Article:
Mild dose of chicken pox leaves Teesside youngster fighting for his life

Ollie Manders-Lambert with baby nephew, Lorenzo
Ollie Manders-Lambert with baby nephew, Lorenzo -Credit:Family

A mild dose of chicken pox left a Teesside youngster fighting for his life.

Ollie Manders-Lambert, eight, became seriously unwell when the spots were starting to clear up, with medics believing that after he fought off the virus his body kept fighting itself - ending up with severe swelling on the brain.

The Redcar youngster is currently in the Royal Victoria Infirmary (RVI) in Newcastle, and although he is showing signs of responding to treatment his family knows there is a long road ahead. His mums, Becky Manders and Sam Lambert, have been at his bedside throughout and say it is a waiting game to see how the football-mad youngster recovers.

Becky, 38, said: "It's been horrendous. It is like a dream, you can't believe your child has chicken pox and then ends up critically ill. "We were actually pleased that he had a mild dose, he wasn't poorly at all. He was about to return to school and the spots had scabbed over. The next day he started sleeping a lot and was vomiting, then he started to become confused and we really started to worry."

Ollie with his family
Ollie with his family -Credit:UGC
Ollie is a doting uncle to his baby nephew, Lorenzo
Ollie is a doting uncle to his baby nephew, Lorenzo -Credit:UGC

Ollie's parents rushed him to James Cook University Hospital in Middlesbrough where worried staff carried out numerous tests including an MRI and found he had swelling on the brain. When treatment failed to work and Ollie's condition continued to deteriorate drastically, it was decided to transfer him to the RVI.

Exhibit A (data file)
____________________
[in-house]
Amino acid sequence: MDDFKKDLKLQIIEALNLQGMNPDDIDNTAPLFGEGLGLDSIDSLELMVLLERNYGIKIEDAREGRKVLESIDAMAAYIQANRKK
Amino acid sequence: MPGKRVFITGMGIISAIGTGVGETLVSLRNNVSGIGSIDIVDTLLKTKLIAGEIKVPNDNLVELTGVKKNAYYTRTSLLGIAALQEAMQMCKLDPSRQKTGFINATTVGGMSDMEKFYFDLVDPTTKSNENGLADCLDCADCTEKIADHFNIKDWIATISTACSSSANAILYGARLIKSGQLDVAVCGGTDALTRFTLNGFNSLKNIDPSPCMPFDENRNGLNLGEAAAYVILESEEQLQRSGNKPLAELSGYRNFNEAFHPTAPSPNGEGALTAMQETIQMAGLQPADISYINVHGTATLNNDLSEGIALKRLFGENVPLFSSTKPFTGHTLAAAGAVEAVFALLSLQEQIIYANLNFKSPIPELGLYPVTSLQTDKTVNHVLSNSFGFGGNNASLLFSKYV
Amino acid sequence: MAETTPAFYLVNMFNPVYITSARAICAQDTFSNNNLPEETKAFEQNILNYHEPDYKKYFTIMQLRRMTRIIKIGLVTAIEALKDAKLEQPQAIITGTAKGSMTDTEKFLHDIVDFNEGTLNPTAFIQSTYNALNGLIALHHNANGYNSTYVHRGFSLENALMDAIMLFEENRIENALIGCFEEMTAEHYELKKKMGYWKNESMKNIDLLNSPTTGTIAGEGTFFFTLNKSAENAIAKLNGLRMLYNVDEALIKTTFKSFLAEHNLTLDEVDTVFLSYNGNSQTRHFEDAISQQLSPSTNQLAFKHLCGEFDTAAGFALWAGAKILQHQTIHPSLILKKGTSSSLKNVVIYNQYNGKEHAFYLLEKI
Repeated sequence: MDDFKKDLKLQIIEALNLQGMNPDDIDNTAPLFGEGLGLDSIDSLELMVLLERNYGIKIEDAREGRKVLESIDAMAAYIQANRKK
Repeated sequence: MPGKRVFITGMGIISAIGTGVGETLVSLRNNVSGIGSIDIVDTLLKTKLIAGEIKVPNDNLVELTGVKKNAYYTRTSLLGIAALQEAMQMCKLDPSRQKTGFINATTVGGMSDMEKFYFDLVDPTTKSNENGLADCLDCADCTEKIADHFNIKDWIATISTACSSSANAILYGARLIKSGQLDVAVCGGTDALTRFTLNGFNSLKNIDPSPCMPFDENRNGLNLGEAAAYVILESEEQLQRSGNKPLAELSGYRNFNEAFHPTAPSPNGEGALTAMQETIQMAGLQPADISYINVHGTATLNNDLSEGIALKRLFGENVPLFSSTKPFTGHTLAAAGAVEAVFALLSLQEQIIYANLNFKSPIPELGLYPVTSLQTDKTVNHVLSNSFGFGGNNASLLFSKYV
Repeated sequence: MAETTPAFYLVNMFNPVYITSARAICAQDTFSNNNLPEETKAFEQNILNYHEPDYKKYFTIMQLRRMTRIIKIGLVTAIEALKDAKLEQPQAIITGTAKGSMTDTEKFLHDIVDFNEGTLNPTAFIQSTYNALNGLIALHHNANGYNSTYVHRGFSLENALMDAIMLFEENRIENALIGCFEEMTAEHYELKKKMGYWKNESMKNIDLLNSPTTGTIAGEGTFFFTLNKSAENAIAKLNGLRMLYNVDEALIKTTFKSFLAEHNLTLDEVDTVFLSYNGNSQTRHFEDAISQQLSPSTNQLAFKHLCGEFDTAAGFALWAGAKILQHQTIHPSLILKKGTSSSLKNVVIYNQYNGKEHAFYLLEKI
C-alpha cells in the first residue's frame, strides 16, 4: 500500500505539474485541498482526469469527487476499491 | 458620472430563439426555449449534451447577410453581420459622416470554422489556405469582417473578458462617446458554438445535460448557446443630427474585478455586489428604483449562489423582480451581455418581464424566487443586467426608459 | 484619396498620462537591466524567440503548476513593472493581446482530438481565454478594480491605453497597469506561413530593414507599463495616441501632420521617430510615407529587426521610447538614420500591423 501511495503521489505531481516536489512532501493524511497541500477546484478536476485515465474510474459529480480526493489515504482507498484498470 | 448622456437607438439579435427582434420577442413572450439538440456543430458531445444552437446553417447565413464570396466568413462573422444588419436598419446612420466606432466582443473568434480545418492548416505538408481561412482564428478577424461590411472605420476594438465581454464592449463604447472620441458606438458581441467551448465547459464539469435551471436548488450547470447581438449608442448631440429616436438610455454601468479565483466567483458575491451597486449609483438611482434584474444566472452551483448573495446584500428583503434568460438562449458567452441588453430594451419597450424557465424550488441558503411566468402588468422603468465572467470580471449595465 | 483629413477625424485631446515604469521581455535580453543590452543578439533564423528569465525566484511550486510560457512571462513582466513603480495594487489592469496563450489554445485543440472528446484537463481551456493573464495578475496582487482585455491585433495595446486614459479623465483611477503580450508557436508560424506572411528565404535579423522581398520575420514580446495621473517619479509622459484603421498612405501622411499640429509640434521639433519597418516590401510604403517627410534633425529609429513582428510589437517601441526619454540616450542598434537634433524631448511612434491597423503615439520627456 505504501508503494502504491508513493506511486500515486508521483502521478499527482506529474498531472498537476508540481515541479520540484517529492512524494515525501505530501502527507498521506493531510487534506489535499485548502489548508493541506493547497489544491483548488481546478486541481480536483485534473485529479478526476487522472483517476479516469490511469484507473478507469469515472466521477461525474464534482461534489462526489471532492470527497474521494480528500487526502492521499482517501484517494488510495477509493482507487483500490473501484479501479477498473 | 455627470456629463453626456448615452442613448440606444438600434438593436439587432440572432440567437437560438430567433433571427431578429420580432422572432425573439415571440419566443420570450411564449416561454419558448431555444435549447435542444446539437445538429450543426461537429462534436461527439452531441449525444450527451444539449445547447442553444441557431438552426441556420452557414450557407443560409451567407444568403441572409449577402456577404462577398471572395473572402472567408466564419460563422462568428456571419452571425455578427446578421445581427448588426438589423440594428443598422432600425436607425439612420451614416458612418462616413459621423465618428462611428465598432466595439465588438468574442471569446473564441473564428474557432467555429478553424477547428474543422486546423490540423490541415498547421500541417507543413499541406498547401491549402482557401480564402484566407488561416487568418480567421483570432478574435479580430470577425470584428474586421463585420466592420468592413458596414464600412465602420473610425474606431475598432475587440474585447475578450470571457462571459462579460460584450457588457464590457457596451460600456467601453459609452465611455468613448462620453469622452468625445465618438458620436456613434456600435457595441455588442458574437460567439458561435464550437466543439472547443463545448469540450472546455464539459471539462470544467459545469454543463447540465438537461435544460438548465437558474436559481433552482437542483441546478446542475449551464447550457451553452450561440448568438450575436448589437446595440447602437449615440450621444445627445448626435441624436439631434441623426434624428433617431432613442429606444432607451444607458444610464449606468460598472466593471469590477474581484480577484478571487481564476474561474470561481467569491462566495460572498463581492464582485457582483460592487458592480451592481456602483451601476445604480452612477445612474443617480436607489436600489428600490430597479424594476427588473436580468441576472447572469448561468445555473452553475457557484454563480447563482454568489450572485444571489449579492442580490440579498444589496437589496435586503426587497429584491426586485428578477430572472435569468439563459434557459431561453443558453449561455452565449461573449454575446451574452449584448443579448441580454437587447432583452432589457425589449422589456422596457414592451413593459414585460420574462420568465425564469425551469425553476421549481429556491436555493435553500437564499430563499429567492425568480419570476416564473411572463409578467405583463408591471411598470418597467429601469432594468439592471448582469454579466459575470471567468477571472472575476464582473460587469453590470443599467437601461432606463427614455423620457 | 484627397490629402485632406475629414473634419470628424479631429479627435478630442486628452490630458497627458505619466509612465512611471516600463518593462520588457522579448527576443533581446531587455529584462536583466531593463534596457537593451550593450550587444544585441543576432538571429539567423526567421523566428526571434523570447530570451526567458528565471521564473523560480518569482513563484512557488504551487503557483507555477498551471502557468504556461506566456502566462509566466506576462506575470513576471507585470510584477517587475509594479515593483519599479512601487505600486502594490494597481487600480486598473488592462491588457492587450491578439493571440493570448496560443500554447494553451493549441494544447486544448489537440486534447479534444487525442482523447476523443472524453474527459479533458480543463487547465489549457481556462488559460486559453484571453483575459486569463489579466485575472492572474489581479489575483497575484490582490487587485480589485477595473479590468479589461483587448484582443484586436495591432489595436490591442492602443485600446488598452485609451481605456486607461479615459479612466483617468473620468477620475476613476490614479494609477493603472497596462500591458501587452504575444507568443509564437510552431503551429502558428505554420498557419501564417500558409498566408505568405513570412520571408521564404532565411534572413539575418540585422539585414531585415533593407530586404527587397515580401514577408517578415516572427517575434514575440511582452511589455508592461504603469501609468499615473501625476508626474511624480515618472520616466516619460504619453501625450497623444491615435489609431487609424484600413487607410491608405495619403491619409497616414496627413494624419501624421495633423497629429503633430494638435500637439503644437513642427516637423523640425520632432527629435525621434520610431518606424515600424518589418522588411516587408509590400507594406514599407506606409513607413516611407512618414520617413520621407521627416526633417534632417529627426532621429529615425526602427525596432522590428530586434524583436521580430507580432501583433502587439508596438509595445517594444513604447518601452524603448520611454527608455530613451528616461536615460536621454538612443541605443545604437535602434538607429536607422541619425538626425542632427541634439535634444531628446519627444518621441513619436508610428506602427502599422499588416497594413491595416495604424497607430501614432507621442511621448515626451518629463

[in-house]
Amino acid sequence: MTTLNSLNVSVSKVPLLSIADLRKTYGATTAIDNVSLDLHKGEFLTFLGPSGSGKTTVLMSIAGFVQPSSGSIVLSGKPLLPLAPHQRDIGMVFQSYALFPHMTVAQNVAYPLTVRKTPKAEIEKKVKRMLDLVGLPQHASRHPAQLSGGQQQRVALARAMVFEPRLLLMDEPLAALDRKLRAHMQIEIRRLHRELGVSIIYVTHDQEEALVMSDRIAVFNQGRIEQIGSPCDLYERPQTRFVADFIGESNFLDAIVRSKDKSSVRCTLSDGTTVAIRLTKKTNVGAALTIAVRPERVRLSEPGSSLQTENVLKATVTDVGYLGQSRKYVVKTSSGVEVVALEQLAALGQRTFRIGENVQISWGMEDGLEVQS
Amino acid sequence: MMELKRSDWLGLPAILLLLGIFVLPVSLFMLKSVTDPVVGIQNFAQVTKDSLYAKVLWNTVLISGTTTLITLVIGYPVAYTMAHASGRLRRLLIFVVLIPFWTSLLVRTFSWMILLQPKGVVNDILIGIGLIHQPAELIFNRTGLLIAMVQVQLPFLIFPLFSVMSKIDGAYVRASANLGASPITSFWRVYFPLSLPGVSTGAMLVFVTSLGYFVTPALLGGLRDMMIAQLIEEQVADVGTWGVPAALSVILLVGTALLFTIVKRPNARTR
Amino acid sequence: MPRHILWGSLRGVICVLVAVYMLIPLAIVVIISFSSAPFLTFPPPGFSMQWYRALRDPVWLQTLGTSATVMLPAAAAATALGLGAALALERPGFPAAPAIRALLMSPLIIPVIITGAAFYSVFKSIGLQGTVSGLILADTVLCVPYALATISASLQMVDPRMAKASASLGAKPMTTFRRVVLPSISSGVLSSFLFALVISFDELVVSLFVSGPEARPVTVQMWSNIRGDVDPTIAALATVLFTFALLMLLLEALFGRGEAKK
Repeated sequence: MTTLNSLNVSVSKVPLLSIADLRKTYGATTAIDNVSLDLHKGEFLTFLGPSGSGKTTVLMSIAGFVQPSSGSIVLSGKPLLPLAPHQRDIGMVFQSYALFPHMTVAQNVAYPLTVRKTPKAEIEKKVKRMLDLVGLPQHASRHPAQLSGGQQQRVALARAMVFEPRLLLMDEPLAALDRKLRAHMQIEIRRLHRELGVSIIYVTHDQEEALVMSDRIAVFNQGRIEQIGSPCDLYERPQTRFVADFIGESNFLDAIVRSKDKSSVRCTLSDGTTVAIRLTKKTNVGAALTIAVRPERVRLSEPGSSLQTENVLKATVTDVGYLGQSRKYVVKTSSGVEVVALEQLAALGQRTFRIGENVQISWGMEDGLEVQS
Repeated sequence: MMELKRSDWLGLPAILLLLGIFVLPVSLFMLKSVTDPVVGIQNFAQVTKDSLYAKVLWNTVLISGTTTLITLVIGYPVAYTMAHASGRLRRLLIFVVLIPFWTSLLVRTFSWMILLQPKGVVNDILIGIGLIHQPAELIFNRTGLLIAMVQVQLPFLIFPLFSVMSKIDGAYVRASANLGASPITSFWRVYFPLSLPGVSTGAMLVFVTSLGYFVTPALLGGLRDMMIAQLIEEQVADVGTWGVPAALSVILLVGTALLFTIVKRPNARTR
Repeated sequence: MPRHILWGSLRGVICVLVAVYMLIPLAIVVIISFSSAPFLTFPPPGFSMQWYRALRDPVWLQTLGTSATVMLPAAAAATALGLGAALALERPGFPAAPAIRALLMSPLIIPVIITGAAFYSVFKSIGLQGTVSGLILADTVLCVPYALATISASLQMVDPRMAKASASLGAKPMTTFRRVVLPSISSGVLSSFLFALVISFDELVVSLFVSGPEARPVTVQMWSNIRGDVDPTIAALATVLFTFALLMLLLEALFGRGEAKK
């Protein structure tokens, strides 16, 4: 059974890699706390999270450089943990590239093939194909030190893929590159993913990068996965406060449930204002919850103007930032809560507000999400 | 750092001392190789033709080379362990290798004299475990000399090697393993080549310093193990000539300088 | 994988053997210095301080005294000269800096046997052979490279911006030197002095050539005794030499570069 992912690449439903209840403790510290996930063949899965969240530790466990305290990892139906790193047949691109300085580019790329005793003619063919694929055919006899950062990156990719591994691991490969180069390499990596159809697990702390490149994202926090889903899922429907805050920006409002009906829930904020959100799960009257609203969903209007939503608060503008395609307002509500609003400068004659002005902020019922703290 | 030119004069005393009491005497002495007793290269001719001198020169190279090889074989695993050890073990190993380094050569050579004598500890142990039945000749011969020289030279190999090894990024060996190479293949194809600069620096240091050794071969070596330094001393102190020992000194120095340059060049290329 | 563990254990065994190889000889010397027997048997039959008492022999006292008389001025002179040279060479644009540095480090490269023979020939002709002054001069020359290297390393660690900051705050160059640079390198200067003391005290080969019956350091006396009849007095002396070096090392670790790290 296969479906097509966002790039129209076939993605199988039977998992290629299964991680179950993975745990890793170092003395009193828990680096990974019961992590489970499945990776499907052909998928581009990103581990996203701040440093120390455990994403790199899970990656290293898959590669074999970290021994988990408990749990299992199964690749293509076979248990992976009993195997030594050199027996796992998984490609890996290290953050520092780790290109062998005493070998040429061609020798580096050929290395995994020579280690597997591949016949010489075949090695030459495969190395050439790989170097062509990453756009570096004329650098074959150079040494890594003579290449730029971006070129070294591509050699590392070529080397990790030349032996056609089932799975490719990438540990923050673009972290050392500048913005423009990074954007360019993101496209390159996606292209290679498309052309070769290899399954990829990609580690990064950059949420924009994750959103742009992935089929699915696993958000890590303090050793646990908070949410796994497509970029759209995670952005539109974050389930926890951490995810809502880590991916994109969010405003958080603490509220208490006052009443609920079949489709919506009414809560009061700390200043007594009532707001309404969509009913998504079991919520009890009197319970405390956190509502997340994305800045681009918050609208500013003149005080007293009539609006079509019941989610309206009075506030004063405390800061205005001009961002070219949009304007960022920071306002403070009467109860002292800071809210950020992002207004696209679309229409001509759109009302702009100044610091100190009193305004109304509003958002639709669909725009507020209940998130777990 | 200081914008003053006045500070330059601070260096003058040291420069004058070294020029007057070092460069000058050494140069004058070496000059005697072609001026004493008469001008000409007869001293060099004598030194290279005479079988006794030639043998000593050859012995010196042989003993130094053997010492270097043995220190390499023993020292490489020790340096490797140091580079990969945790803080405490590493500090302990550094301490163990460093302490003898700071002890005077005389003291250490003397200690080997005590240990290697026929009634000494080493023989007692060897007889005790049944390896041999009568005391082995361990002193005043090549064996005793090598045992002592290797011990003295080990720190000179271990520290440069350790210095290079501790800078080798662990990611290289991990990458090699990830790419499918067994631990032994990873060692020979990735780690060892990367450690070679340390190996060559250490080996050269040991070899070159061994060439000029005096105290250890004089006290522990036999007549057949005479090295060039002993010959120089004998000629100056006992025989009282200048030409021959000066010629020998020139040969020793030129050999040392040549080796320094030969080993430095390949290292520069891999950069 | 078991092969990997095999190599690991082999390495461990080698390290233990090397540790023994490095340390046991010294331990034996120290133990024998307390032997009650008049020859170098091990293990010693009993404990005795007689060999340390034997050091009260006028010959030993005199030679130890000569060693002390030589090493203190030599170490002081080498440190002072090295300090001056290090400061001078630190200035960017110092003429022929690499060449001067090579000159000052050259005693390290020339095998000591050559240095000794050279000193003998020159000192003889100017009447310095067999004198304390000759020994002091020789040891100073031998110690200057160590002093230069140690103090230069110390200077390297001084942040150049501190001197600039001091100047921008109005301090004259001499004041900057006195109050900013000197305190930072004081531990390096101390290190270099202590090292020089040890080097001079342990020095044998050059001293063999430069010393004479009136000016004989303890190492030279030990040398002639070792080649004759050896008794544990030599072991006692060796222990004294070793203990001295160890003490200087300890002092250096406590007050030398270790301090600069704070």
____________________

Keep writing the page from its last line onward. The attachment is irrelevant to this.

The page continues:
Becky said doctors diagnosed him with autoimmune encephalitis, saying: "His body went into overdrive. The antibodies needed to fight the chicken pox then started fighting his brain."

She said over the weekend his condition seems to have stabilized and he is trying to speak and make movements, but his family, including his older sister, Katie, have no idea how long he will be in hospital and there will be a long recovery of re-learning to walk and talk again.

Ollie, a pupil at St Benedict's Catholic Primary School, is a member of Cleveland Juniors FC where he trains four times a week. The chairman, Michelle Rush launched a fundraising page to help his parents with the massive financial burden of having a poorly child and within days the figure stands at £2,425.

Michelle said: "We are very much a family here and everyone wants to help. We are going to do a charity football match as well."

Becky, who is a full-time carer for Sam, said when they heard about the fund-raising they were blown away. She said: "I just want to say how grateful we are. We really appreciate it very much. We might even need to do adaptations to the house, we just don't know how he will recover. Ollie is such an active little boy, he loves his football. He will be desperate to get back on the pitch, I think that's what is pushing him on."

Ollie Manders-Lambert
Ollie all smiles just two weeks ago when he has chicken pox

Becky also wanted to thank all the staff at both hospitals who have been amazing in caring for Ollie. Anyone who would like to make a donation can visit the fund-raising page here.

For breaking news in your area direct to your inbox every day, go here to sign up to our free newsletter